Board Approves Greater Confidentiality in Workplace Investigations
Office of Public Affairs
Washington DC – In a decision issued today, the National Labor Relations Board held that work rules requiring confidentiality during the course of workplace investigations are presumptively lawful. The case, Apogee Retail LLC d/b/a Unique Thrift Store, 368 NLRB No. 144 (2019), overturns a 2015 decision— Banner Estrella Medical Center, 362 NLRB 1108 (2015), enf. denied on other grounds 851 F.3d 35 (D.C. Cir. 2017)—that had required employers to prove, on a case-by-case basis, that the integrity of an investigation would be compromised without confidentiality.
The Board concluded that the framework set forth in Banner Estrella improperly placed the burden on the employer to determine whether its interests in preserving the integrity of an investigation outweighed employee Section 7 rights, contrary to both Supreme Court and Board precedent. The Board also noted that the new standard better aligned with other federal guidance, including EEOC enforcement guidance.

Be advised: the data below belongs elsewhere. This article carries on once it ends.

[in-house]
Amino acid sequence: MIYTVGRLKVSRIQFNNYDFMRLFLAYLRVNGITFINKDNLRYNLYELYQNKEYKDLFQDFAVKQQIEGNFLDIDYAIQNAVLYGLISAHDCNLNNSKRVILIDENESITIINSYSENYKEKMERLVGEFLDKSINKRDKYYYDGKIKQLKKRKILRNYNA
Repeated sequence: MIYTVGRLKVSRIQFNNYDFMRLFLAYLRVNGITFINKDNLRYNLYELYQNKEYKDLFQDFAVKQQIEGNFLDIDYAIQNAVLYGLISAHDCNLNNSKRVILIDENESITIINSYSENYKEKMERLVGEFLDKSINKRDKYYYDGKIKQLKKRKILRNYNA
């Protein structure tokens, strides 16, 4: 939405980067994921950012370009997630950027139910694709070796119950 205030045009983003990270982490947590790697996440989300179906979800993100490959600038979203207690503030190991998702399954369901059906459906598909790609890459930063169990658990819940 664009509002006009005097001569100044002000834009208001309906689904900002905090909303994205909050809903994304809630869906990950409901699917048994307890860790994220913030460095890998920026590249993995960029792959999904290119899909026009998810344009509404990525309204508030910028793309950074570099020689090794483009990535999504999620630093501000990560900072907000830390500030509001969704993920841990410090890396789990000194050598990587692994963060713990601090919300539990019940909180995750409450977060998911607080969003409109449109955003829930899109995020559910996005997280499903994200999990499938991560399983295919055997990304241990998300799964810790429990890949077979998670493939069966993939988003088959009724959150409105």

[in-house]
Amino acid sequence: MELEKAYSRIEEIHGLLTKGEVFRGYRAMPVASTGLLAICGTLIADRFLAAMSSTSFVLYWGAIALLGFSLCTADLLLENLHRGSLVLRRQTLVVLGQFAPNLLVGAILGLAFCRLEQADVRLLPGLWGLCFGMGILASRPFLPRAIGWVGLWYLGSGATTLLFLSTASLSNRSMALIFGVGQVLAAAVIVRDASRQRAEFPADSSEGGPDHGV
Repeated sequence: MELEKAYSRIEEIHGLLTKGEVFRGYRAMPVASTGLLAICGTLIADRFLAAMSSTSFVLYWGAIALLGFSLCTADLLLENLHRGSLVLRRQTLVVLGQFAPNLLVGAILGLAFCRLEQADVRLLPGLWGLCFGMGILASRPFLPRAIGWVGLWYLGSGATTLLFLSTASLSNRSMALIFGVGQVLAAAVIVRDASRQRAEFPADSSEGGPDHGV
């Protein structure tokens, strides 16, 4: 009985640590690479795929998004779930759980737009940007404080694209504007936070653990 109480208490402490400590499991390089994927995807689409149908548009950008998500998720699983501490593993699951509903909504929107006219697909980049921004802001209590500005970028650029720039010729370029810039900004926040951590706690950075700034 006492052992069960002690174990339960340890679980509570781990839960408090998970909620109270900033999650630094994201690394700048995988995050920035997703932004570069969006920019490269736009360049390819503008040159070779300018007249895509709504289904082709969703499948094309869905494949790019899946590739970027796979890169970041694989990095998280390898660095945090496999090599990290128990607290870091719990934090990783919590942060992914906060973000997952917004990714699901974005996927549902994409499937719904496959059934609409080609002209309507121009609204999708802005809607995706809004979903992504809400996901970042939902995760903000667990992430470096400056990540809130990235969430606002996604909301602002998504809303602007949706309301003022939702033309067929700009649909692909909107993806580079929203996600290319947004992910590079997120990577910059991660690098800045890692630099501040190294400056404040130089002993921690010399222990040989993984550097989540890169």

In today’s decision, the Board applied the test for facially neutral workplace rules established in The Boeing Company, 365 NLRB No. 154 (2017), and determined that investigative confidentiality rules limited to the duration of the investigation are generally lawful. Because the rules at issue in this case did not limit confidentiality to the duration of the investigation, the majority remanded this case for further consideration.
Chairman John F. Ring was joined by Members Marvin E. Kaplan and William J. Emanuel in the majority opinion. Member Lauren McFerran dissented.
The decision can be found here.
Established in 1935, the National Labor Relations Board is an independent federal agency that protects employees, employers, and unions from unfair labor practices and protects the right of private sector employees to join together, with or without a union, to improve wages, benefits and working conditions. The NLRB conducts hundreds of workplace elections and investigates thousands of unfair labor practice charges each year.